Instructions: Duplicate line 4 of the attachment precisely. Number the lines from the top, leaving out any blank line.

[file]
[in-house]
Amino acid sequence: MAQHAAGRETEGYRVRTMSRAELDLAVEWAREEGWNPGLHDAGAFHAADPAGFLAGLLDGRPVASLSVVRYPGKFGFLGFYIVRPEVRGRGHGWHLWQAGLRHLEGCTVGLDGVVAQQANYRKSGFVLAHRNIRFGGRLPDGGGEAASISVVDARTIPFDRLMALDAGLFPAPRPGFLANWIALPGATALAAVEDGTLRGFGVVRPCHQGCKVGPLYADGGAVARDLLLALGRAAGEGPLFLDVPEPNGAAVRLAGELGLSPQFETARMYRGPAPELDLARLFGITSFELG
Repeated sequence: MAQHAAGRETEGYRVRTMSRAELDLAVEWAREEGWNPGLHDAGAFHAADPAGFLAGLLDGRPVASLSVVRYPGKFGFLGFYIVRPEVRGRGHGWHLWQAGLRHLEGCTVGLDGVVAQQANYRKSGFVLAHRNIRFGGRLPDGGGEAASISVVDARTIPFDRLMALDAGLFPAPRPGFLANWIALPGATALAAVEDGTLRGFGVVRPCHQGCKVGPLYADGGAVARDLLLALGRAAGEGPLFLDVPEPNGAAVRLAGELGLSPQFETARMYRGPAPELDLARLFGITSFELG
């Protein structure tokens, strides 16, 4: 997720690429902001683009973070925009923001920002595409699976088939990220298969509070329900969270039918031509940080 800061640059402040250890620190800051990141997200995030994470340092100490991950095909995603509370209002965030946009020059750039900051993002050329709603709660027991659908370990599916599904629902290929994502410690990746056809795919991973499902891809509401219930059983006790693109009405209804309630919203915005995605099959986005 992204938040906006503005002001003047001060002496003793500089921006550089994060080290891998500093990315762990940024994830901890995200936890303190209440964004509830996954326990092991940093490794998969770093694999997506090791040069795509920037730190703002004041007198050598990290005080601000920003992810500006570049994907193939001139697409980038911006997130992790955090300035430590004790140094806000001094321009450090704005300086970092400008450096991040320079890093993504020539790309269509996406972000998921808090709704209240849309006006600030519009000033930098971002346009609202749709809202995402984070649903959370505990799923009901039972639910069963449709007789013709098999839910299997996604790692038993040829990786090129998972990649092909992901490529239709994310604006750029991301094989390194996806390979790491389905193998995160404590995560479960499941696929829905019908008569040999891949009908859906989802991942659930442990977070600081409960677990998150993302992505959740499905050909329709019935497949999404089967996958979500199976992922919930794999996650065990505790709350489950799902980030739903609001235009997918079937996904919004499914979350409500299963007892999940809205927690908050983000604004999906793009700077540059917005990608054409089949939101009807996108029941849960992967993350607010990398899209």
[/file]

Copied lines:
């Protein structure tokens, strides 16, 4: 997720690429902001683009973070925009923001920002595409699976088939990220298969509070329900969270039918031509940080 800061640059402040250890620190800051990141997200995030994470340092100490991950095909995603509370209002965030946009020059750039900051993002050329709603709660027991659908370990599916599904629902290929994502410690990746056809795919991973499902891809509401219930059983006790693109009405209804309630919203915005995605099959986005 992204938040906006503005002001003047001060002496003793500089921006550089994060080290891998500093990315762990940024994830901890995200936890303190209440964004509830996954326990092991940093490794998969770093694999997506090791040069795509920037730190703002004041007198050598990290005080601000920003992810500006570049994907193939001139697409980038911006997130992790955090300035430590004790140094806000001094321009450090704005300086970092400008450096991040320079890093993504020539790309269509996406972000998921808090709704209240849309006006600030519009000033930098971002346009609202749709809202995402984070649903959370505990799923009901039972639910069963449709007789013709098999839910299997996604790692038993040829990786090129998972990649092909992901490529239709994310604006750029991301094989390194996806390979790491389905193998995160404590995560479960499941696929829905019908008569040999891949009908859906989802991942659930442990977070600081409960677990998150993302992505959740499905050909329709019935497949999404089967996958979500199976992922919930794999996650065990505790709350489950799902980030739903609001235009997918079937996904919004499914979350409500299963007892999940809205927690908050983000604004999906793009700077540059917005990608054409089949939101009807996108029941849960992967993350607010990398899209």